So, does your website need to look amazing?
In short, no, I don’t believe you need a great looking website to have a successful music career. Here’s why.
1. Content is King
It’s nice to have a decent looking site, but frankly content is far more important than design will ever be.
If you don’t believe me, then check your Google ranking. Sites with relevant, quality content are always higher in the search results than those that are (supposedly) designed well.
If you’re not regularly building content to attract new visitors to your site yet, your flashy design isn’t going to make much of a difference.
2. Interaction/Engagement is More Important
Connecting with your audience is one of the most important things in developing long-term sustainability for your music career.
It doesn’t matter if your website looks like a magazine in mass publication or a community newsletter. If you aren’t connecting with your fans, you’re doing something wrong.
Collect email addresses from people who visit your website, start a forum, let your fans comment on your blog posts and make sure you’re engaging your audience. Relationship is key.
3. RSS Feeds Negate the Need to Surf
The way people digest content on the internet continues to change.
There are only a few reasons (like commenting on posts or purchasing product) for people to visit your physical site, because RSS feeds and feed aggregators like Feedly have made it far more convenient for users to absorb new content.
The point is that if people aren’t coming to your website in the first place, there’s a good chance they could care less about your site’s design.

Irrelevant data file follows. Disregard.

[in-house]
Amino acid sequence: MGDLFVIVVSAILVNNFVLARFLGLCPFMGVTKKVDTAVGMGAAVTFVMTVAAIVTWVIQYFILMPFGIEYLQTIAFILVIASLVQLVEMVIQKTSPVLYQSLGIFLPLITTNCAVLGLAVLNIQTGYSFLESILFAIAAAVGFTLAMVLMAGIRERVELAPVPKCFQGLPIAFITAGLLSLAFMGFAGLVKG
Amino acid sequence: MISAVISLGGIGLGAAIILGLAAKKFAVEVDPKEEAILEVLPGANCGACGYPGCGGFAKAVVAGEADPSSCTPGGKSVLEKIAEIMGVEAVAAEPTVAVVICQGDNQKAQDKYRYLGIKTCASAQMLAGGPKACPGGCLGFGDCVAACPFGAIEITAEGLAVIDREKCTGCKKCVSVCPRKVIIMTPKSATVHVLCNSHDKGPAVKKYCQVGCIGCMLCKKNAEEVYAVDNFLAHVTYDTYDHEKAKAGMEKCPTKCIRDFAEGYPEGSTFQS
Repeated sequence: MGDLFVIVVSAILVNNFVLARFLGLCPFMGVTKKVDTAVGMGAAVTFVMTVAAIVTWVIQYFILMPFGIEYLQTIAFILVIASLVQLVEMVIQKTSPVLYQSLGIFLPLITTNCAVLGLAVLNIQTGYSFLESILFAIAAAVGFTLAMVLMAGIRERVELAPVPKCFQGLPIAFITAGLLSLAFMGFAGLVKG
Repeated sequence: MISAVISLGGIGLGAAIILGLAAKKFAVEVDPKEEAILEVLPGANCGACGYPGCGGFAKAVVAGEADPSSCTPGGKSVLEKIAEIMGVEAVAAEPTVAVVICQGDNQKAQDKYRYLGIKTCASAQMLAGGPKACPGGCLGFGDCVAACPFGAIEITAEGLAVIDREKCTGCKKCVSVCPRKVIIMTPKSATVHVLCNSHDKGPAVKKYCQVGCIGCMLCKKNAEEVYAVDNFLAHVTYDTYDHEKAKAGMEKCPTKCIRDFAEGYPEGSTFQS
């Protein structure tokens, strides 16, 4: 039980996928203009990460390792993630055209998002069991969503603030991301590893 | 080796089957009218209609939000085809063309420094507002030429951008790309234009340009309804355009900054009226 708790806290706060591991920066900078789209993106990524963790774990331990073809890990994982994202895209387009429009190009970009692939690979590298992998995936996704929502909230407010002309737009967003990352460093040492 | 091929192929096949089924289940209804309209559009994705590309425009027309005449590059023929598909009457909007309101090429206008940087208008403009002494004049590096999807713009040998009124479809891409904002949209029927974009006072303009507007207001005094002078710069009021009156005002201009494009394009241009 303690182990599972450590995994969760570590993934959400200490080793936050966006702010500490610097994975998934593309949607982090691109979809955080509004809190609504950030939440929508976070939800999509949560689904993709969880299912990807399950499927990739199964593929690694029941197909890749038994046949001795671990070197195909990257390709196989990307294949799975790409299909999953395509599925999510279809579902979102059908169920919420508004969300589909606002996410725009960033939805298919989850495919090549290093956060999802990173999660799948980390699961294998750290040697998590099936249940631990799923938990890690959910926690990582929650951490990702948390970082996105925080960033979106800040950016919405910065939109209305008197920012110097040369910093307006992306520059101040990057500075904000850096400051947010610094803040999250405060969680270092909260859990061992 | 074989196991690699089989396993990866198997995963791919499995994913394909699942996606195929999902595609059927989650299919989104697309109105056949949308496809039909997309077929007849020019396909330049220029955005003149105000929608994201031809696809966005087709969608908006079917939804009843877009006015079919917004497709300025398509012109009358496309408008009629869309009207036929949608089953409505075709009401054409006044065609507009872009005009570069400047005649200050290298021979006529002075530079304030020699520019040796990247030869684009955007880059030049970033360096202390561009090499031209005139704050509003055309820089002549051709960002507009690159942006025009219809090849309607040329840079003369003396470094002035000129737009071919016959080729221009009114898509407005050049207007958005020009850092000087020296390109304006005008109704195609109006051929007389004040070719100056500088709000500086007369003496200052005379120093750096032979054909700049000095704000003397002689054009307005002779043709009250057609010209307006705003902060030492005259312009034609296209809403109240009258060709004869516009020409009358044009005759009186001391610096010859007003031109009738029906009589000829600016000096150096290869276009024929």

I enjoy scanning content with RSS feeds, because instead of visiting dozens of sites ever single day, I can have all of my updates delivered to one single location, using a feed aggregator.
I end up saving a lot of time, and I know immediately when there’s new content I have yet to read on my favorite blogs.
4. Your Website Doesn’t Replace YOU
If you’re a musician, you need to be playing gigs. I don’t care how you go about it. Go play in a bar, a coffeehouse, or a hardware store. Play for corporate functions, hotdog lunches, or your friend’s BBQ. Play in your basement and stream it to the Internet.
I don’t care how you’re doing it, but just make sure you are doing it. Your offline presence – in other words your live performance – will almost always hold more weight than your online presence.
This also goes for your day-to-day: attending parties, having lunch with friends, going to conventions, etc.
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